Over the course of the past three years, I have fired several hundred rounds of the LeMas into everything from steel plate to live tissue. One thing that did not seem logical to shoot was ballistic gelatin, as I have yet to encounter any in a combat zone outside of a DFAC. My main complaint is that there are tons of people who have never fired a round or handled a round of the LeMas ammuntiion who are parrotting what they have been told. Frankly, as you know as an MP, arguments have more merit when they are based on firsthand knowledge rather than hearsay. To attempt to discredit those you disagree with by ad hominem attacks is the mark of someone insecure in their position. Does personally atttacking someone with real credentials and posting snide little comments make your argument stronger and more professional, or less? What is next, death threats for Dr. Vail by tacticalforum members? You have already posted his photo there, should we look for his home address and family members listed there as well? Is this how professionals debate?

Bottom line up front, how many rounds of LeMas have you fired against what targets, and if none, what is the source of your information?

I am a Special Forces soldier, which clearly you do not find to be anything special, but I am comfortable in my role. I do have a fairly good background in weapons and ammunition, and have used pretty much everything from .17 HMR to .50BMG. I have fired quite a few varmint rounds and have never seen one perform like the LeMas. The varmint rounds have a tendency to come apart very quickly, and give nasty almost surface wounds of an inch or two. The LeMas rounds penetrate deeper and leave a much more significant injury. Fragmentation in tissue is almost complete and particles are dispersed radially as far as 20" from the path of the bullet. I have shot animals with this round and the wounds are virtually identical to those in the LeMas photos and Dr. Vail's. Doesn't a lightly constructed varmint bullet at very high velocities come apart quickly in ballistic gelatin? Why does the LeMas not fragment at all in gelatin, yet it does almost perfectly in tissue? Could it be that ballistic gelatin is not the best medium for evaluating terminal ballistic pertformance in live tissue?

I think that as a junior MP, your joke about SF soldiers is pretty laughable. Since I am trying to keep my side of this professional, I will defer from the usual fat cop jokes here.

Open your mind just a crack, Chuck, and try to wrap it around this: Dr. Vail just did a necropsy of live tissue, shot under controlled conditions, and as a qualified trauma surgeon, told you what it would do in humans. Would you feel better if he had shot the hogs in Baghdad? Do you think that a bad guy in Fallujah has tissue that will not respond like tissue does here in the US? He has already told you what it will do to a live tissue target who is shot anywhere. In combat, in Iraq, or in your bedroom. Why would a bullet entering a human body in the Middle East perform any differently than the same round entering a hog in Arkansas?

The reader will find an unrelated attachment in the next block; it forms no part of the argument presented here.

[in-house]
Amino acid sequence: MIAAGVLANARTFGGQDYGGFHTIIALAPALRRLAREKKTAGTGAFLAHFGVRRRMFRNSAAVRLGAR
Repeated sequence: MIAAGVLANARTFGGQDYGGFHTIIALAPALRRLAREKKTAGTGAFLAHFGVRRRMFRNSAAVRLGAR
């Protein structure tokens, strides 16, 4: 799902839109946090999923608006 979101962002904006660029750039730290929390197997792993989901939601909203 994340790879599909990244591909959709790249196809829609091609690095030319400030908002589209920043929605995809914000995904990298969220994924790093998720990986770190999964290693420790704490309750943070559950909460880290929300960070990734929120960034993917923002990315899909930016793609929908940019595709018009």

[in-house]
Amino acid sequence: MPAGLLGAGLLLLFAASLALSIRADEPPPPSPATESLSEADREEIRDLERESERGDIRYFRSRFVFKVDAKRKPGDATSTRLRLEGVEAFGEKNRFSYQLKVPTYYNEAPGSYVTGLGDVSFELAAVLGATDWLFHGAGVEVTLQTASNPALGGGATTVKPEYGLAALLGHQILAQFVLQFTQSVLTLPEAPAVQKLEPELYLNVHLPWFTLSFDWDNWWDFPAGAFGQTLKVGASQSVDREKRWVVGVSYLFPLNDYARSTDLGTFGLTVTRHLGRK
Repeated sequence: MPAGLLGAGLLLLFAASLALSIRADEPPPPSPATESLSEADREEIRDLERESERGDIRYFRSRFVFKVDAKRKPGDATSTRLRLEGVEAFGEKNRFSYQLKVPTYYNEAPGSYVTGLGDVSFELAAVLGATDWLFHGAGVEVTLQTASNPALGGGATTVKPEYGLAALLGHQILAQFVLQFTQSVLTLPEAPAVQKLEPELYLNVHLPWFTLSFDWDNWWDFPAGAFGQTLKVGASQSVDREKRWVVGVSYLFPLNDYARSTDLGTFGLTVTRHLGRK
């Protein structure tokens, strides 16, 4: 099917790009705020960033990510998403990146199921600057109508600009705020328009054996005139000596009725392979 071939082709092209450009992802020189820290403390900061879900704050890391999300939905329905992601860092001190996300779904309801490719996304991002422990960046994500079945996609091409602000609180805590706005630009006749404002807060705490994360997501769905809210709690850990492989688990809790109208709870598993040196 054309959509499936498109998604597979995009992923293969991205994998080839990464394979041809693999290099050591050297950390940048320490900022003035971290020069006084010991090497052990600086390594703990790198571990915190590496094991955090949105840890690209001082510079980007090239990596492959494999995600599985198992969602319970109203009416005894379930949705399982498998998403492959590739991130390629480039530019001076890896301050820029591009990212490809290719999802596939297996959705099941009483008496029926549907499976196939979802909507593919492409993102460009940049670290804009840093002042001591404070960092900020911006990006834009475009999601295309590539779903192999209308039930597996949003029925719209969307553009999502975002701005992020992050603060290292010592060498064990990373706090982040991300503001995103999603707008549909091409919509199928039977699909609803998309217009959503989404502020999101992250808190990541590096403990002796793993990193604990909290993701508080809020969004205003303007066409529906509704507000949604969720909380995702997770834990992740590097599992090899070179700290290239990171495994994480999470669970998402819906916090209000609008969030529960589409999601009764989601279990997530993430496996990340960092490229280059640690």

Furthermore, your argument there smacks of the, "Well we will have to see how it performs in combat before we will issue any", and "Well, we can't issue any till we know how it performs in combat" conundrum. You don't want soldiers armed with it because you say it doesn't work, yet you demand that it be used before you will arm soldier with it. Clearly, with that logic, it will never be tested, used, or adopted. What are we afraid of?

The Reaper
05-20-2006, 10:08
As far as Gary Roberts' qualifications, I will acknowledge that he is a ballistics expert in ballistic gelatin testing. I will defer to a trauma surgeon to tell me how rounds perform in live tissue. If I get hit by a bullet, I think that I know who I would rather have put me back together as well. How can you, a layman, question the professional credentials of a physician who has examined thousands of gunshot wounds? Answer me this, Chuck. How many gunshot wounds has Dr. Roberts treated? How many in humans? How many necropsies or autopsies has he performed?

I am glad that you have an extensive video collection. I have seen videos as well, but prefer to do my testing for myself. My live tissue testing tracks almost exactly with that of Dr. Vail's. There is a penetrating wound channel which terminates in an almost explosive fragmentation of the projo. The examining physician when I used it stated that it looked to him like an internal blast injury rather than a gunshot wound. Have you stuck your hand into a wound made by the LeMas? I have. If I put a 6-10" blast cavity inside of a bad guy's torso, with frag radiating out to 20", his fighting days are over, immediately. If I hit an extremity, it is gone, shredded, amputatable at the next highest joint, if he doesn't bleed out first.

You are correct in that the ammo has not been adopted by the US Army. In fact, I do not believe that they have even tested it in live tissue. I suspect that a large part of that is due to misinformation by people who have never fired a round of it, or if they have, spent it shooting Jell-O.

In summary, for you and the rest of the crew who are parrotting what they have been told: